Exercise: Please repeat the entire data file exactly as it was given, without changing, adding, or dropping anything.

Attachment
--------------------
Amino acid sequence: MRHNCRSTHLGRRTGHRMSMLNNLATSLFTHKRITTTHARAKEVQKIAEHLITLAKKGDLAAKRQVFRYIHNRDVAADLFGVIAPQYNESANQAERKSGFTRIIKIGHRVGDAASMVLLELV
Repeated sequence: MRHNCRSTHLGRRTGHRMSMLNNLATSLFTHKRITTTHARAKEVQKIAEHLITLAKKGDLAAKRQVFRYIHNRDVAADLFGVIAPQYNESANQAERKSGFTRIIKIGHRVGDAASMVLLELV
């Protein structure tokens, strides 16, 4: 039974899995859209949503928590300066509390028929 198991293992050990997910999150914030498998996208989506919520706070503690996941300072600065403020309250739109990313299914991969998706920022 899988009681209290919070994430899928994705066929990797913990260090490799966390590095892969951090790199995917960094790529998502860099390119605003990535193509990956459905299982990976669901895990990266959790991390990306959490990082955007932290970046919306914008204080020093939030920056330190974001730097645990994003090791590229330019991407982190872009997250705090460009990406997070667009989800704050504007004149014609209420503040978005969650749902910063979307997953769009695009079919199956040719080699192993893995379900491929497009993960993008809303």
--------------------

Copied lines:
Amino acid sequence: MRHNCRSTHLGRRTGHRMSMLNNLATSLFTHKRITTTHARAKEVQKIAEHLITLAKKGDLAAKRQVFRYIHNRDVAADLFGVIAPQYNESANQAERKSGFTRIIKIGHRVGDAASMVLLELV
Repeated sequence: MRHNCRSTHLGRRTGHRMSMLNNLATSLFTHKRITTTHARAKEVQKIAEHLITLAKKGDLAAKRQVFRYIHNRDVAADLFGVIAPQYNESANQAERKSGFTRIIKIGHRVGDAASMVLLELV
């Protein structure tokens, strides 16, 4: 039974899995859209949503928590300066509390028929 198991293992050990997910999150914030498998996208989506919520706070503690996941300072600065403020309250739109990313299914991969998706920022 899988009681209290919070994430899928994705066929990797913990260090490799966390590095892969951090790199995917960094790529998502860099390119605003990535193509990956459905299982990976669901895990990266959790991390990306959490990082955007932290970046919306914008204080020093939030920056330190974001730097645990994003090791590229330019991407982190872009997250705090460009990406997070667009989800704050504007004149014609209420503040978005969650749902910063979307997953769009695009079919199956040719080699192993893995379900491929497009993960993008809303």